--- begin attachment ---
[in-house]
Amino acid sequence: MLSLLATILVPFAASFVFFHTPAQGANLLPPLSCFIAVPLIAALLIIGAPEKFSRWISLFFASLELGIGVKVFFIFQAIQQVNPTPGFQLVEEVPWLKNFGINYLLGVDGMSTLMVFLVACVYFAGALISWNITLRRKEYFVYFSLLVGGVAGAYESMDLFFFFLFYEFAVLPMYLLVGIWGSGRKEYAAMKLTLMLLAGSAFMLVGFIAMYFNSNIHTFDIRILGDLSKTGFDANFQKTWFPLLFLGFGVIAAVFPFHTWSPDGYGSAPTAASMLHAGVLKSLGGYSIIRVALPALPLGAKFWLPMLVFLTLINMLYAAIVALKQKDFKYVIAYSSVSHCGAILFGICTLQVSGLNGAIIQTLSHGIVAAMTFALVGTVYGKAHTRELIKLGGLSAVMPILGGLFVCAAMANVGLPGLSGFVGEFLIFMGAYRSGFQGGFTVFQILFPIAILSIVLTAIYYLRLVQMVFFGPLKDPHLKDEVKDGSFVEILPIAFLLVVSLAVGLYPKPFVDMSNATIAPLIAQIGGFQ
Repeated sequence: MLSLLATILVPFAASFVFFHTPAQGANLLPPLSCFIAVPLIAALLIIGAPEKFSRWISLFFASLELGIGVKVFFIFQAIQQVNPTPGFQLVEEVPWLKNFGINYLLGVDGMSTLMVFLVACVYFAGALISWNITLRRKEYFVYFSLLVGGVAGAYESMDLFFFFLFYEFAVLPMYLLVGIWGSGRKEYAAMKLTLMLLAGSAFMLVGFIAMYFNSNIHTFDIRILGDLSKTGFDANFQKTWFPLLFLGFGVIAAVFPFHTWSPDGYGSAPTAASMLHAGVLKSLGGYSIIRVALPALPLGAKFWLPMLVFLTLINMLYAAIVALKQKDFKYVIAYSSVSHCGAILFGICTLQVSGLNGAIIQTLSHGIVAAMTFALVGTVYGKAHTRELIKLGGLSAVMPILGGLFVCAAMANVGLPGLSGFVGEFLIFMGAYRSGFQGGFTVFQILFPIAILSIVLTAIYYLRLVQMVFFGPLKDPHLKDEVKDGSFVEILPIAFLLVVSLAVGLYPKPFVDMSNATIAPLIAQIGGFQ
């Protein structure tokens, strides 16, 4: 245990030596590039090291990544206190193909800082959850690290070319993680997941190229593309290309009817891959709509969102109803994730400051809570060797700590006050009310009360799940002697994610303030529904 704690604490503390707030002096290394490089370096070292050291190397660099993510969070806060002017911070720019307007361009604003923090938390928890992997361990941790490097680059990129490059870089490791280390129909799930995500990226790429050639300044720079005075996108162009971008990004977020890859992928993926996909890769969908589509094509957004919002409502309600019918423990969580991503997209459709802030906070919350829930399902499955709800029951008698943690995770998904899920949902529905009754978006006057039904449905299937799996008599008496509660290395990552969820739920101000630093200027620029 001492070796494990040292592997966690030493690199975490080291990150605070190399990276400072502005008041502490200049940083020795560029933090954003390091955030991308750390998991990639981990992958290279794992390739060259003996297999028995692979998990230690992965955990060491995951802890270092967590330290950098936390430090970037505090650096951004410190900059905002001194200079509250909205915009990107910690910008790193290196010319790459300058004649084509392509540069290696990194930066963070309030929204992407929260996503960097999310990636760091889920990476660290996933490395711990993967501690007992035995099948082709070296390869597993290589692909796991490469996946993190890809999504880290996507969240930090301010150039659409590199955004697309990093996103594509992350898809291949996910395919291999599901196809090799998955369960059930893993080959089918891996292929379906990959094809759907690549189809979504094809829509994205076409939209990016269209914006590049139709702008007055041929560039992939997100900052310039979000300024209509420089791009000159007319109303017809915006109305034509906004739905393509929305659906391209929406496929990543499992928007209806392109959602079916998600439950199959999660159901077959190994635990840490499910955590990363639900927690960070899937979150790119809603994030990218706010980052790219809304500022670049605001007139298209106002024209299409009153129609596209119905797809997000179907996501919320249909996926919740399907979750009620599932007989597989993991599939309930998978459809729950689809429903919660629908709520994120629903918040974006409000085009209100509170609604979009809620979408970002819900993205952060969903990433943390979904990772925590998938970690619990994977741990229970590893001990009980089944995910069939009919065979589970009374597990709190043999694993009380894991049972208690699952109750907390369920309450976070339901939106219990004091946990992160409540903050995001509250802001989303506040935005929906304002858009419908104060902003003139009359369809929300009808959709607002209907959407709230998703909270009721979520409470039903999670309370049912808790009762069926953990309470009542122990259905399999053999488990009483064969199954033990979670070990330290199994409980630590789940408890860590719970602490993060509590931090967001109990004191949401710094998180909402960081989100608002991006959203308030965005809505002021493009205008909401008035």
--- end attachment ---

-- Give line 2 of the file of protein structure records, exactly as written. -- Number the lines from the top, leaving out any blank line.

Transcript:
Amino acid sequence: MLSLLATILVPFAASFVFFHTPAQGANLLPPLSCFIAVPLIAALLIIGAPEKFSRWISLFFASLELGIGVKVFFIFQAIQQVNPTPGFQLVEEVPWLKNFGINYLLGVDGMSTLMVFLVACVYFAGALISWNITLRRKEYFVYFSLLVGGVAGAYESMDLFFFFLFYEFAVLPMYLLVGIWGSGRKEYAAMKLTLMLLAGSAFMLVGFIAMYFNSNIHTFDIRILGDLSKTGFDANFQKTWFPLLFLGFGVIAAVFPFHTWSPDGYGSAPTAASMLHAGVLKSLGGYSIIRVALPALPLGAKFWLPMLVFLTLINMLYAAIVALKQKDFKYVIAYSSVSHCGAILFGICTLQVSGLNGAIIQTLSHGIVAAMTFALVGTVYGKAHTRELIKLGGLSAVMPILGGLFVCAAMANVGLPGLSGFVGEFLIFMGAYRSGFQGGFTVFQILFPIAILSIVLTAIYYLRLVQMVFFGPLKDPHLKDEVKDGSFVEILPIAFLLVVSLAVGLYPKPFVDMSNATIAPLIAQIGGFQ